Oldham – 2 councillors
    Trafford – 0 councillors
    Chorley – 0 councillors
    Stockport – 0 councillors
    Preston – 0 councillors
    Manchester – 0 councillors
    West Lancashire – 0 councillors
    Liverpool – 0 councillors
    Salford – 0 councillors
    Bury – 0 councillors
    Blackburn – 0 councillors
    Pendle – 0 councillors
    St. Helens – 0 councillors
    South Lakeland – 0 councillors
    North Tyneside – 0 councillors
    Wakefield – 2 councillors
    Sheffield – 3 councillors
    Wirral – 0 councillors
    Knowsley – 0 councillors
    Burnley – 0 councillors
    Gateshead – 0 councillors
    Barnsley – 0 councillors
    Halton – 0 councillors
    Derby – 2 councillors
    Bolton – 2 councillors
    Rochdale – 0 councillors
    Carlisle – 0 councillors
    Wigan – 0 councillors
    Hartlepool – 2 councillors
    South Tyneside – 1 councillor
    Sunderland – 0 councillors
    (we won’t mention the 9 ukip in Rotherham, there was always the odd rabid Tory in Yorkshire ;))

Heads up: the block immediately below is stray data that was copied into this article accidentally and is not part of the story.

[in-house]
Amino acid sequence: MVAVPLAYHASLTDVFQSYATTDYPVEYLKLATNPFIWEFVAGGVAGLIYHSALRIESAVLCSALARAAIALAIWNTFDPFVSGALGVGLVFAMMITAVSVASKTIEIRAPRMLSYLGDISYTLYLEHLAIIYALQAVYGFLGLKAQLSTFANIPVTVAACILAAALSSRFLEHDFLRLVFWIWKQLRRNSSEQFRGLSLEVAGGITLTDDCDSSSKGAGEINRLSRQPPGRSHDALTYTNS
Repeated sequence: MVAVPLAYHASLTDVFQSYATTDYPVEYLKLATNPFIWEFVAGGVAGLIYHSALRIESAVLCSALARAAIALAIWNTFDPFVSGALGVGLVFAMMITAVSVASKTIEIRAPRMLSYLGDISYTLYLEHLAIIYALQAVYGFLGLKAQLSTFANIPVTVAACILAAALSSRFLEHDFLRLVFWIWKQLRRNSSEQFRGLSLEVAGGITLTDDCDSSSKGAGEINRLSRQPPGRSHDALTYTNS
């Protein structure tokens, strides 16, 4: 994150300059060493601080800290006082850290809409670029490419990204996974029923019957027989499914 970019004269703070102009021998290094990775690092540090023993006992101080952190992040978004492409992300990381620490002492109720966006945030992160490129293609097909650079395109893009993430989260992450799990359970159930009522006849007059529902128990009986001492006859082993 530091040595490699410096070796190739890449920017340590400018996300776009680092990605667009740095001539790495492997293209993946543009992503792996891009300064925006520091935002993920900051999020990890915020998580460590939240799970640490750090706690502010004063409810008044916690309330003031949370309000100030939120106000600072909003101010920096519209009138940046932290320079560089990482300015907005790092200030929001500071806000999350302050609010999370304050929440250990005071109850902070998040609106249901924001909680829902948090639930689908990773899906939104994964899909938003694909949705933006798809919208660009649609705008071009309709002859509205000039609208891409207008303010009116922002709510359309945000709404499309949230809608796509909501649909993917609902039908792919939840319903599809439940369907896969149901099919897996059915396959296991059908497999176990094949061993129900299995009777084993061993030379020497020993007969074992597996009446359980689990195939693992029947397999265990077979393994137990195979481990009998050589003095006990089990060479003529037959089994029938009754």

6. Anthony croft try says:

    This is a example of the poor journalism that is common place in today’s media,it does not even occur to the author that people voted for ukip because they agreed with their policies.The other parties are going to be hit hard by ukip’s simple mantra of self determination regarding laws,

  7. Tom Payne says:

    Still think UKIP a wasted vote, they do not have a single M.P or Control a single council, they do NOT have a complete policy for Government – merely a wish list. No use leaving the EU without trying to get it altered. Conservative, Cameron, Correct, Constructive. Farage out of touch with what the Country needs. His intervention taking votes from all other parties could lead to a disaster by the UK getting a Labour Government in a years’ time – Unless Scotland says Yes – then there will never be one as too many Labour MP’s come from there.

  8. Martin says:

    Michael, yes UKIP had a good night on Thursday, boosted by wall to wall media coverage for the last few months. But talk of Farage being involved in the leader’s debate or “an era of four party politics” raises serious questions about the impartiality of broadcasters coverage of these elections.

    Let’s remember that UKIP’s share of the vote was slightly down. They failed to win control of any councils. They have consistently failed to turn success in European elections into respectable showings in Westminster elections. UKIP has been trying to get into Westminster for ten years without success and the polls show that a large proportion of their vote this time around will not turn out for them next May.